Khushwant Singh, RIP. You are a man who was on the top of my list way back then. And you’ll always remain there.
Get this: Starting on April 7, nearly 815 million Indians will begin casting ballots in this year’s parliamentary elections. Yes, 815 million!
That’s almost 100 million more than there were in the last election in 2009.
How to accommodate the huge number of estimate voters in the world’s most populous democracy? Polling is staggered over nine days: April 7, 9, 10, 12, 17, 24, 30 and May 7, 12. There are 930,000 polling stations and 11 million personnel — including security forces — will be deployed to facilitate the voting.
The world’s biggest election pits the ruling Congress Party against the Hindu nationalist Bharatiya Janata Party and comes at a time when India is at a profound point in history. Who will lead the nation as it figures out how to charge forward into the future.
The vote will be counted May 16. Balloting is electronic but God help the people in charge!
“Elections to world’s largest democracy pose immense challenges with respect to logistics and man and material management,” said R. Balakrishnan, India’s deputy election commissioner.
We Americans consider ours the greatest democracy in the world. But I firmly believe the task at hand in my homeland is enormous. And if things go smoothly, India should stand proud.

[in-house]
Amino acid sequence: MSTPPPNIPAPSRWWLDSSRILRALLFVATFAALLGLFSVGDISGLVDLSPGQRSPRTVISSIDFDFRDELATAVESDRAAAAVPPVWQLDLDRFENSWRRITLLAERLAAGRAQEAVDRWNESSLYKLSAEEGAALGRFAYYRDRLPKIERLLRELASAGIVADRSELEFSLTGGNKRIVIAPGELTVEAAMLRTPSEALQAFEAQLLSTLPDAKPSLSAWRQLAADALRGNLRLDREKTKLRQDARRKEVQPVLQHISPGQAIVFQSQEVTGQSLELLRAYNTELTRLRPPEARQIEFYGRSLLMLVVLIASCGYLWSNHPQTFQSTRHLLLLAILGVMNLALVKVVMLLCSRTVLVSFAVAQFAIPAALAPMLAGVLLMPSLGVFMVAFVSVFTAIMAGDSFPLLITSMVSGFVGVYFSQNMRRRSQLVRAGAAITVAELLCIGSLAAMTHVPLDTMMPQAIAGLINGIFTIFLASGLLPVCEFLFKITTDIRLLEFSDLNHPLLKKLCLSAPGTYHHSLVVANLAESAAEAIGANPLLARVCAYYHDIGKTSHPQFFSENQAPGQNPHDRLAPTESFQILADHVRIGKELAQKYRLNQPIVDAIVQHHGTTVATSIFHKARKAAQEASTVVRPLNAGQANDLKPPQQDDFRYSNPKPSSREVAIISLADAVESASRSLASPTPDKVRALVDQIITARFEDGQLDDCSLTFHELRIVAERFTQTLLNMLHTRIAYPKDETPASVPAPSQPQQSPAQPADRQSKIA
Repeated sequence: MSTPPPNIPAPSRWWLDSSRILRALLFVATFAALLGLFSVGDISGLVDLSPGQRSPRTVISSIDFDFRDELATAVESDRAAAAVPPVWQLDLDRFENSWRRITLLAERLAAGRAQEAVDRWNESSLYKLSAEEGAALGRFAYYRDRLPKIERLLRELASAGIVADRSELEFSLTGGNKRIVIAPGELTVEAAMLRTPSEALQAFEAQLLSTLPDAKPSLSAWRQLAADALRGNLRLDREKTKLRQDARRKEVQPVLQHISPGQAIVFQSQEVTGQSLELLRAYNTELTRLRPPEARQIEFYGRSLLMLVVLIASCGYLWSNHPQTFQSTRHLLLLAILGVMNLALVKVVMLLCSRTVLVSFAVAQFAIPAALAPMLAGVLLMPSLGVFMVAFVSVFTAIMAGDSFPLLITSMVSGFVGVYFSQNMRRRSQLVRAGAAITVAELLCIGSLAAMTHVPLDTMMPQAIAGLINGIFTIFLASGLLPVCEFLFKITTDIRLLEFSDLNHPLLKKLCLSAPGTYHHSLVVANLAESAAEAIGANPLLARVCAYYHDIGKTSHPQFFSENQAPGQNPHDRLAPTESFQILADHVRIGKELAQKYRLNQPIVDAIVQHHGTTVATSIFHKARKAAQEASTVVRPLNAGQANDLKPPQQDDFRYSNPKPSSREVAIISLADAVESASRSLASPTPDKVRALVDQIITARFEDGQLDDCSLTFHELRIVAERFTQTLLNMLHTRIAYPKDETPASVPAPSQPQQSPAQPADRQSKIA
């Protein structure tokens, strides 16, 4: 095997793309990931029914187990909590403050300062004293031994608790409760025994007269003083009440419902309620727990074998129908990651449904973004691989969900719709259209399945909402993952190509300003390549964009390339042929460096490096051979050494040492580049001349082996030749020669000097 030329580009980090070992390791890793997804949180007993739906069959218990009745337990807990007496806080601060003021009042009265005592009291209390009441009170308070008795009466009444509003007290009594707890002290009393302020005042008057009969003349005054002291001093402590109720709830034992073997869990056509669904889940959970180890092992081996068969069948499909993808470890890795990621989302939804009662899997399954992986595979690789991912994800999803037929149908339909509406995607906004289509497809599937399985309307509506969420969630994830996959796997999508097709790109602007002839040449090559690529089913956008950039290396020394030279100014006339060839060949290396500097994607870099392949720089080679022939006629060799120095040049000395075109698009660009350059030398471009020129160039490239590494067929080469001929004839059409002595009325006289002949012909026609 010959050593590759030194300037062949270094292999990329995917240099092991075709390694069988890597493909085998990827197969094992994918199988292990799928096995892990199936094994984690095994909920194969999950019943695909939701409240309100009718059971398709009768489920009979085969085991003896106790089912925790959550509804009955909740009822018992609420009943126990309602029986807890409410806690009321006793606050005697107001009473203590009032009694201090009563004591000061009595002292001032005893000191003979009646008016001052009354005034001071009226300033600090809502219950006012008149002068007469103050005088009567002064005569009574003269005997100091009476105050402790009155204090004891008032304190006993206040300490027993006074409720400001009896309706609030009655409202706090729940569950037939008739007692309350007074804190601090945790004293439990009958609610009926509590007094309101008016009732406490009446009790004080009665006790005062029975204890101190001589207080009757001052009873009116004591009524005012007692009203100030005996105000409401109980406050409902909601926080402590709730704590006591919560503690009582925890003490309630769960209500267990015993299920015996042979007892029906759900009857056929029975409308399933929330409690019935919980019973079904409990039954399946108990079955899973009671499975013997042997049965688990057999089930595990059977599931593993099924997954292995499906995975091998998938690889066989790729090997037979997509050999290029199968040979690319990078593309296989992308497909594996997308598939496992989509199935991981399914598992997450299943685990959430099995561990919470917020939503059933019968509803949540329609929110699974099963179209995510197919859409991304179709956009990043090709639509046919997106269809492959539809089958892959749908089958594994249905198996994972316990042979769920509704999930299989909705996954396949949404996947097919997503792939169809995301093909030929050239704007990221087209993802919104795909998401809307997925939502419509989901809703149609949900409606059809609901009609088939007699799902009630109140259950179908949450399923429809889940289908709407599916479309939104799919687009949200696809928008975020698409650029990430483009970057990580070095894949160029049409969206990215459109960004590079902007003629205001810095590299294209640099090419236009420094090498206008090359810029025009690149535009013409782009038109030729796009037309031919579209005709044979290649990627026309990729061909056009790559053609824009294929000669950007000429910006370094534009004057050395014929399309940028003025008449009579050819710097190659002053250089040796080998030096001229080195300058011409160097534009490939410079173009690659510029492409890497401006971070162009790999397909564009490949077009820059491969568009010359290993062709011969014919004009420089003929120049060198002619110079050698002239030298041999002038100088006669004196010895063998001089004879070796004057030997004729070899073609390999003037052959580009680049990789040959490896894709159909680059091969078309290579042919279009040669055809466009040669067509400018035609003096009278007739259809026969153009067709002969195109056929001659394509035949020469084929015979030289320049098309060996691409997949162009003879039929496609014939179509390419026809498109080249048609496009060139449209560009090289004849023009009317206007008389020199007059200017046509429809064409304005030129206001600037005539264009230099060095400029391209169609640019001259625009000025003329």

Varanasi or Benares, as the British called it, is known for a lot of things.
It’s one of the oldest continually inhabited cities in the world, the oldest, certainly, in India.
It is the holiest of seven holy cities for Hindus, known as Kashi in olden times. The might Ganges, flows through here and yes, thousands of people visit Benares every year. Hindus come here for obvious reasons. Foreigners flock here to take in the myriad rituals of Hinduism and walk the chaos of the city, now 3.5 million strong.
There are about 3,600 temples in Benares, I’ve been told. I walked through the old city last week and it felt as though there was a temple on every corner. Many of the ancient ones are gone, razed by Muslim invaders but some date back several hundred years. The city also claims 1,400 mosques.
I was mesmerized as I walked the narrow alleyways and snaking lanes of the old city. The smell of fresh cow dung mingled with motorbike exhaust and turmeric and cumin as I walked past homes and shops that all seemed stacked one on top of another.
Indians look down on Benares, a city that reminds me of how my native Kolkata was 30 years ago. Grimy, dusty, filthy with little order to the daily machinations of life. I, too felt that way about the city on my previous visits.
This was my third trip to Benares. I understand the magic of this city a little better now. I owe that to my superb guide Nandan Upadhyay, who a few years ago began running a tour company here. Nandan knows a lot about his hometown. If you are ever here, look him up. He has a website called Groovy Tours.
I’m posting a ton of photos with this dispatch. None capture the essence of the city, really. You have to not only see but smell, hear and touch Benares. And that’s not possible with a camera. Not even with a iPhone 5s.